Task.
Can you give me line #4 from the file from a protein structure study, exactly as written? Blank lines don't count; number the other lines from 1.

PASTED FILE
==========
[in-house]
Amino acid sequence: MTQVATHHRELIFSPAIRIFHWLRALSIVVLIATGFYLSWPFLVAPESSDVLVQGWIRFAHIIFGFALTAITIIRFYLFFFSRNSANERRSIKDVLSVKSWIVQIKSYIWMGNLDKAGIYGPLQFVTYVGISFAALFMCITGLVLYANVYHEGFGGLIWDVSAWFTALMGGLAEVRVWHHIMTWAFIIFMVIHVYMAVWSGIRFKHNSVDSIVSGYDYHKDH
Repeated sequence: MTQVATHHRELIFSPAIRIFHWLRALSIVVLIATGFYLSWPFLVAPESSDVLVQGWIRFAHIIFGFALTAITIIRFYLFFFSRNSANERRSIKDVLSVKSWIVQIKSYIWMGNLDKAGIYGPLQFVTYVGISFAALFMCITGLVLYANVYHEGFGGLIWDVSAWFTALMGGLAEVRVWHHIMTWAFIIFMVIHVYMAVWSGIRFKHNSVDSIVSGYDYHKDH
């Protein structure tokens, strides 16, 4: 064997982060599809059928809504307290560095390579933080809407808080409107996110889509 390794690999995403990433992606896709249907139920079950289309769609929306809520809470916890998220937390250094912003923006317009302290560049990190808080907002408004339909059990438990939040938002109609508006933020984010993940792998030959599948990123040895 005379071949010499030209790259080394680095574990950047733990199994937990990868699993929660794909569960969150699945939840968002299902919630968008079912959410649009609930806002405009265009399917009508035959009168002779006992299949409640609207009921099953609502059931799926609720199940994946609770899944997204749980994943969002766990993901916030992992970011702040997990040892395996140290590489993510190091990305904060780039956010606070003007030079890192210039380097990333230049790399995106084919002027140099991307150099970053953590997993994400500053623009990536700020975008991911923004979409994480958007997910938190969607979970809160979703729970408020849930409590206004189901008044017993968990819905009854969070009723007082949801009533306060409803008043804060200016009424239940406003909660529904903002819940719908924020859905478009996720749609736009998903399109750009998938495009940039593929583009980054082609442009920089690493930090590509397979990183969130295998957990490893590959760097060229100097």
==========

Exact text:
């Protein structure tokens, strides 16, 4: 064997982060599809059928809504307290560095390579933080809407808080409107996110889509 390794690999995403990433992606896709249907139920079950289309769609929306809520809470916890998220937390250094912003923006317009302290560049990190808080907002408004339909059990438990939040938002109609508006933020984010993940792998030959599948990123040895 005379071949010499030209790259080394680095574990950047733990199994937990990868699993929660794909569960969150699945939840968002299902919630968008079912959410649009609930806002405009265009399917009508035959009168002779006992299949409640609207009921099953609502059931799926609720199940994946609770899944997204749980994943969002766990993901916030992992970011702040997990040892395996140290590489993510190091990305904060780039956010606070003007030079890192210039380097990333230049790399995106084919002027140099991307150099970053953590997993994400500053623009990536700020975008991911923004979409994480958007997910938190969607979970809160979703729970408020849930409590206004189901008044017993968990819905009854969070009723007082949801009533306060409803008043804060200016009424239940406003909660529904903002819940719908924020859905478009996720749609736009998903399109750009998938495009940039593929583009980054082609442009920089690493930090590509397979990183969130295998957990490893590959760097060229100097």